National Living Wage introduced

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The mandatory National Living Wage comes into effect today (1 April 2016).

All workers aged 25 and over, who are not in their first year of an apprenticeship, are now legally entitled to at least £7.20 an hour – a rise of 50p relative to the current National Minimum Wage rate. This rate will increase year-on-year. 

The minimum wage rates from 1 April including the National Living Wage will be:

  • £7.20 per hour for those aged 25 and above
  • £6.70 per hour for those aged 21 to 24
  • £5.30 per hour for 18 to 20 year olds
  • £3.87 per hour for 16-17 year olds
  • £3.30 per hour for an apprentice

The accommodation offset rate is £5.35.

Paying workers correctly and in compliance with the law is crucial. Employers who fail to pay workers at least the correct minimum wage risk being publicly named and shamed, facing a financial penalty and may even be prosecuted.

The government has announced that the enforcement budget for the National Minimum Wage and Living Wage will be increased in 2016 and 2017. Employers who fail to pay staff at least the minimum wage they are legally entitled to will have to pay double the current penalties.

This reform is intended to increase compliance and make sure those who break the law face tough consequences. The calculation of penalties on those who do not comply will rise from 100% of arrears to 200%. This will be halved if employers pay within 14 days. The overall maximum penalty of £20,000 per worker remains unchanged.

The Gangmasters Licensing Authority will also assess whether workers are being paid the National Living Wage in the same way it currently assesses the payment of the National Minimum Wage

The Living Wage introduces a new age bracket to wage rates, but only employing or seeking to employ workers under 25 is not an option as it risks breaking age discrimination laws.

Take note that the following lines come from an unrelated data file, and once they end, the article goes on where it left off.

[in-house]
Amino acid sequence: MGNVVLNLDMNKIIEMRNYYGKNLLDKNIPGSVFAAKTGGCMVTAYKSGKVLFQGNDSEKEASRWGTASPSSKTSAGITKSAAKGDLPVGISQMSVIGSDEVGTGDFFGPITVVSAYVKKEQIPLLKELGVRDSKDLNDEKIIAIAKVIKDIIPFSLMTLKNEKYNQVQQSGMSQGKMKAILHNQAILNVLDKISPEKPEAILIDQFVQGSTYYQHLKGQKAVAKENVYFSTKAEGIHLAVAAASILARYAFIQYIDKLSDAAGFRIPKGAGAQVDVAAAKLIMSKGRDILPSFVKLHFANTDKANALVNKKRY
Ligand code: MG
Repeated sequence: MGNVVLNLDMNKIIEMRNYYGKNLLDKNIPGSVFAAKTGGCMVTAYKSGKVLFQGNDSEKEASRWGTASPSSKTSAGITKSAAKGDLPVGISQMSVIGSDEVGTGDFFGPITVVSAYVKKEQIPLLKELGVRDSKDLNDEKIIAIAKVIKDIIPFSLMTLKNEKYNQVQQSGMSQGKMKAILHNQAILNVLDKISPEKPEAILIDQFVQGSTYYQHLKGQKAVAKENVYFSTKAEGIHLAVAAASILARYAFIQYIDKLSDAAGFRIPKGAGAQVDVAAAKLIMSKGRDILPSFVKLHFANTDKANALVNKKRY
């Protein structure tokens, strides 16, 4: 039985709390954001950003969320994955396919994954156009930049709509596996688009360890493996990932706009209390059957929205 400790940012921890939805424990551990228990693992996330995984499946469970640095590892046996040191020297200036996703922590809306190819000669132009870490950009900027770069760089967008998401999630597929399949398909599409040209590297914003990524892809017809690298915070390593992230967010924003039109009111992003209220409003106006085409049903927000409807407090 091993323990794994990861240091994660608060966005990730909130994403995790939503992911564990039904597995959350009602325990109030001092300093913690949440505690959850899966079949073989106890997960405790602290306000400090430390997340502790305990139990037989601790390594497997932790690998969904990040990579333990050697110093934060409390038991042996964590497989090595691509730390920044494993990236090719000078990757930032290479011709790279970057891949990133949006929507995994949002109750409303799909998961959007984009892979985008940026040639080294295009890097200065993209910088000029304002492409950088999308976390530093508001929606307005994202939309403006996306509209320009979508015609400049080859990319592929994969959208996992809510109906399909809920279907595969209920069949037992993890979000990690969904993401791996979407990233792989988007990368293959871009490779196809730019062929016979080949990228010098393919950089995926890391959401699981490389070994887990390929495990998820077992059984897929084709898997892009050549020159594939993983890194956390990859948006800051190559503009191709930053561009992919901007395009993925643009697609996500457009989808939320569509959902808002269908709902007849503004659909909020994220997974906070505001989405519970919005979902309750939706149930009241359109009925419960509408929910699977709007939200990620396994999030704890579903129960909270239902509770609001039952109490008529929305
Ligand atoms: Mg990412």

Employers should have prepared for the introduction of the National Living Wage by taking the following four steps:

  • Check you know who is eligible in your organisation. Find out more information on the Gov.UK’s employment status page
  • Update your payroll for each worker to ensure you are paying the correct amount
  • Let your staff know about their new pay rate in writing
  • Check that workers under 25 are earning at least the right rate of National Minimum Wage.

If you are unsure about what your legal obligations in relation to pay are, please contact NFU CallFirst on 0370 845 8458. Further information about National Minimum Wage rates can be found on the Gov.UK website.


Last edited on: 01:04:2016

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  • Posted by: A SearbyPosted on: 31/03/2016 23:04:36

    Comment: If raising rates to £7.20 is good, surely £100 per hour is better ? With current level of commodity prices it leaves us with sarcastic outlooks
  • Posted by: Chris JeffriesPosted on: 02/04/2016 12:47:25

    Comment: When one realises that the "living wage" for a 40 hour week equates to less than £15,000 a year for the full-time employee from which tax and NI will be deducted it's about time that those at the bottom of the heap had a leg up. Trouble is that the industries locked into paying low wages, like farming, have about zero opportunity to pass the additional cost on. The fact is that the farm business owner ends up carrying the can - again! I wonder what would happen if I tell my customers that I have to impose a 7% levy on my sales to cover this regulatory cost. I notice my insurers have passed on the increased Tax levied on them.

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